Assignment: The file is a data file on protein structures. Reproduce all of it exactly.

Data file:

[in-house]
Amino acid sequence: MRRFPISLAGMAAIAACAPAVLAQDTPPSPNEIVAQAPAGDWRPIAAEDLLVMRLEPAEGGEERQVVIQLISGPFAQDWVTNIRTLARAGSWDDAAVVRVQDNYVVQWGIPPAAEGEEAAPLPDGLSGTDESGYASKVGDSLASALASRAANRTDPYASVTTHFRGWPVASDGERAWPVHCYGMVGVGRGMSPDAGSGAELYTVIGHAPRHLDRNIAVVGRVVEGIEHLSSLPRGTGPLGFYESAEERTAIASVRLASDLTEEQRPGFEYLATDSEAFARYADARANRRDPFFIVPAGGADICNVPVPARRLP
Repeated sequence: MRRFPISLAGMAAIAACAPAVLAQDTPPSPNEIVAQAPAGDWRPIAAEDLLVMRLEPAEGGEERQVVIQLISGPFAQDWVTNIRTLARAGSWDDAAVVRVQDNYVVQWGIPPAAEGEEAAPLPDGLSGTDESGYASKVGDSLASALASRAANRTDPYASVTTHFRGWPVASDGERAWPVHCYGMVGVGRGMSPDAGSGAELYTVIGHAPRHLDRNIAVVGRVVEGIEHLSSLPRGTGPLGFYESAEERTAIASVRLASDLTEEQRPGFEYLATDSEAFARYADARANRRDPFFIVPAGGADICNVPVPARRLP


[in-house]
Amino acid sequence: MRRFPISLAGMAAIAACAPAVLAQDTPPSPNEIVAQAPAGDWRPIAAEDLLVMRLEPAEGGEERQVVIQLISGPFAQDWVTNIRTLARAGSWDDAAVVRVQDNYVVQWGIPPAAEGEEAAPLPDGLSGTDESGYASKVGDSLASALASRAANRTDPYASVTTHFRGWPVASDGERAWPVHCYGMVGVGRGMSPDAGSGAELYTVIGHAPRHLDRNIAVVGRVVEGIEHLSSLPRGTGPLGFYESAEERTAIASVRLASDLTEEQRPGFEYLATDSEAFARYADARANRRDPFFIVPAGGADICNVPVPARRLP
Repeated sequence: MRRFPISLAGMAAIAACAPAVLAQDTPPSPNEIVAQAPAGDWRPIAAEDLLVMRLEPAEGGEERQVVIQLISGPFAQDWVTNIRTLARAGSWDDAAVVRVQDNYVVQWGIPPAAEGEEAAPLPDGLSGTDESGYASKVGDSLASALASRAANRTDPYASVTTHFRGWPVASDGERAWPVHCYGMVGVGRGMSPDAGSGAELYTVIGHAPRHLDRNIAVVGRVVEGIEHLSSLPRGTGPLGFYESAEERTAIASVRLASDLTEEQRPGFEYLATDSEAFARYADARANRRDPFFIVPAGGADICNVPVPARRLP